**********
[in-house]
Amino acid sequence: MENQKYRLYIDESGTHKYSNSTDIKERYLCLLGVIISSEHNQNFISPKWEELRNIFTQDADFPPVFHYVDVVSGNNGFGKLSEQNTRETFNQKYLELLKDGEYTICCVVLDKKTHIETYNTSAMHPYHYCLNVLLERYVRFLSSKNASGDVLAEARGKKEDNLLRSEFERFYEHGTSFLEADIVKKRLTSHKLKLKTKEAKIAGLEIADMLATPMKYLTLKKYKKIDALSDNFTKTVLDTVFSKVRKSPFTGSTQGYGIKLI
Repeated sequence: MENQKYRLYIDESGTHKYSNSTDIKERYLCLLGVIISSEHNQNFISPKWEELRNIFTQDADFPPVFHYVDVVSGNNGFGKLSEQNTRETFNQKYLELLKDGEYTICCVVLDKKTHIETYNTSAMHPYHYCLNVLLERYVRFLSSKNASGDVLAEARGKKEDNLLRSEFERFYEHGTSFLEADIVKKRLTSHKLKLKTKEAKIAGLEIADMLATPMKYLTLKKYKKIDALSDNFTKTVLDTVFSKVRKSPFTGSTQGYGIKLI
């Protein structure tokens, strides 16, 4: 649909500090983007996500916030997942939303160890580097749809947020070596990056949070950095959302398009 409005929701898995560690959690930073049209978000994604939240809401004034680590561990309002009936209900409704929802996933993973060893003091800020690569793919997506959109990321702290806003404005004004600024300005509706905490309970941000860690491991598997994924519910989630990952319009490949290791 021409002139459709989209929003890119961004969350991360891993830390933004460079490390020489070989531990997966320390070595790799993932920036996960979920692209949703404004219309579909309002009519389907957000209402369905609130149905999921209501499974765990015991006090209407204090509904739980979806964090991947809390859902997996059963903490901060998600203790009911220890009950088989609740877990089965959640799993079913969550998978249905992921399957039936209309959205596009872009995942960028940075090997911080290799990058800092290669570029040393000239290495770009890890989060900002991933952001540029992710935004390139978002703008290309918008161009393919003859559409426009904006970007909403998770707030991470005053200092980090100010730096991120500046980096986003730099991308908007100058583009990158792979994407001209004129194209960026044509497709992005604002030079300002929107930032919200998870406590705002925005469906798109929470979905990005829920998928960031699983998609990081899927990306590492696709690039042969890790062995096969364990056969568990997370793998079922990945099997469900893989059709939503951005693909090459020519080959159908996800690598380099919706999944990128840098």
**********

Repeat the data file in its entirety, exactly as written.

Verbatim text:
[in-house]
Amino acid sequence: MENQKYRLYIDESGTHKYSNSTDIKERYLCLLGVIISSEHNQNFISPKWEELRNIFTQDADFPPVFHYVDVVSGNNGFGKLSEQNTRETFNQKYLELLKDGEYTICCVVLDKKTHIETYNTSAMHPYHYCLNVLLERYVRFLSSKNASGDVLAEARGKKEDNLLRSEFERFYEHGTSFLEADIVKKRLTSHKLKLKTKEAKIAGLEIADMLATPMKYLTLKKYKKIDALSDNFTKTVLDTVFSKVRKSPFTGSTQGYGIKLI
Repeated sequence: MENQKYRLYIDESGTHKYSNSTDIKERYLCLLGVIISSEHNQNFISPKWEELRNIFTQDADFPPVFHYVDVVSGNNGFGKLSEQNTRETFNQKYLELLKDGEYTICCVVLDKKTHIETYNTSAMHPYHYCLNVLLERYVRFLSSKNASGDVLAEARGKKEDNLLRSEFERFYEHGTSFLEADIVKKRLTSHKLKLKTKEAKIAGLEIADMLATPMKYLTLKKYKKIDALSDNFTKTVLDTVFSKVRKSPFTGSTQGYGIKLI
């Protein structure tokens, strides 16, 4: 649909500090983007996500916030997942939303160890580097749809947020070596990056949070950095959302398009 409005929701898995560690959690930073049209978000994604939240809401004034680590561990309002009936209900409704929802996933993973060893003091800020690569793919997506959109990321702290806003404005004004600024300005509706905490309970941000860690491991598997994924519910989630990952319009490949290791 021409002139459709989209929003890119961004969350991360891993830390933004460079490390020489070989531990997966320390070595790799993932920036996960979920692209949703404004219309579909309002009519389907957000209402369905609130149905999921209501499974765990015991006090209407204090509904739980979806964090991947809390859902997996059963903490901060998600203790009911220890009950088989609740877990089965959640799993079913969550998978249905992921399957039936209309959205596009872009995942960028940075090997911080290799990058800092290669570029040393000239290495770009890890989060900002991933952001540029992710935004390139978002703008290309918008161009393919003859559409426009904006970007909403998770707030991470005053200092980090100010730096991120500046980096986003730099991308908007100058583009990158792979994407001209004129194209960026044509497709992005604002030079300002929107930032919200998870406590705002925005469906798109929470979905990005829920998928960031699983998609990081899927990306590492696709690039042969890790062995096969364990056969568990997370793998079922990945099997469900893989059709939503951005693909090459020519080959159908996800690598380099919706999944990128840098």